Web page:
All this is happening at the behest of a low-rent crime novelist sporting the pen name Sam Duchamp who has decided to spread his literary wings and create something altogether different. Quichotte, Sancho and the rest are the product of the writer’s imagination. Instead of his standard potboiler fare, Duchamp is striving for something more meaningful, and in doing so, is pouring much more of his own story into the one being told.

The two tales unfold side by side, each man embarking on a likely fruitless quest to rediscover and reclaim some small part of themselves. Both seek connection, but neither is particularly well-equipped to find it … or to handle it if they should actually succeed in locating it.

Along the way, thoughts and themes that span the American experience enter the picture. The struggles to define cultural identity for South Asian immigrants. The capitalist celebration and human cost of the opioid crisis. The de-evolution of popular culture through the lens of trash TV. The outsized power of talk show gurus and celebrity scientists. The meaning of love, filial and romantic alike. All of it wrapped in a metafictional mélange that lends itself beautifully to thoughtful exploration, using the old and familiar to comment on the new and unexpected.

Seems like a lot, no? And yet Rushdie keeps every plate spinning, moving swiftly but smoothly from idea to idea. There are numerous places where it seems as though one or more of these plates might drop – that they MUST drop – yet the author always arrives in the nick of time, ensuring that everything remains in constant motion, always advancing toward the shared conclusion. Even as the pace accelerates toward a raucous, over-the-top conclusion that is nevertheless somehow perfectly logical, the story stays the course.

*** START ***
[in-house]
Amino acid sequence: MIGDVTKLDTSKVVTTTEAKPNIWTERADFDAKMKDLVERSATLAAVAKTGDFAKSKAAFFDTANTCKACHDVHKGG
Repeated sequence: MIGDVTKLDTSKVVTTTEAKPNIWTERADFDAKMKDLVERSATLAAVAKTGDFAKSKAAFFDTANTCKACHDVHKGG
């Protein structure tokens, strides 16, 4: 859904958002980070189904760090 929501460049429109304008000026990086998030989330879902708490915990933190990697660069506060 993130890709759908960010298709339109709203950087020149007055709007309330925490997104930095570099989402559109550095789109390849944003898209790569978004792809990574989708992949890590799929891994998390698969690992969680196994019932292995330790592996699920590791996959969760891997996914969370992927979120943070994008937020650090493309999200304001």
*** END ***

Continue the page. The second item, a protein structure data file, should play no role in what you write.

The story-within-story writer-as-character trope has long been a mainstay of postmodern fiction, but Rushdie manages to give the conceit some fresh heft. His fascination with the nature of story has long been a central part of his work; that depth of interest lends itself to a narrative meatiness that eliminates any whiff of cliché or gimmickry. There’s a nigh-constant sense of existential overlap as one world bleeds into another in ways both obvious and surprising.

If you’re looking to embrace the ongoing breakdown of the barriers between fiction and reality, it’s hard to argue against a figure like Don Quixote, whose character is fundamentally defined by not just an inability to distinguish between the two, but a stubborn unwillingness to do so. Rushdie lays that classic journey atop a 21st century map; the result is madcap and manic, funny and weird and heartbreakingly sad.

“Quichotte” is an exceptional work, one that searches for hope even against a deeply cynical belief that nothing matters. If it’s possible for a book to be optimistically nihilistic, then that’s what Rushdie has given us with this one.

Last modified on Tuesday, 10 September 2019 21:37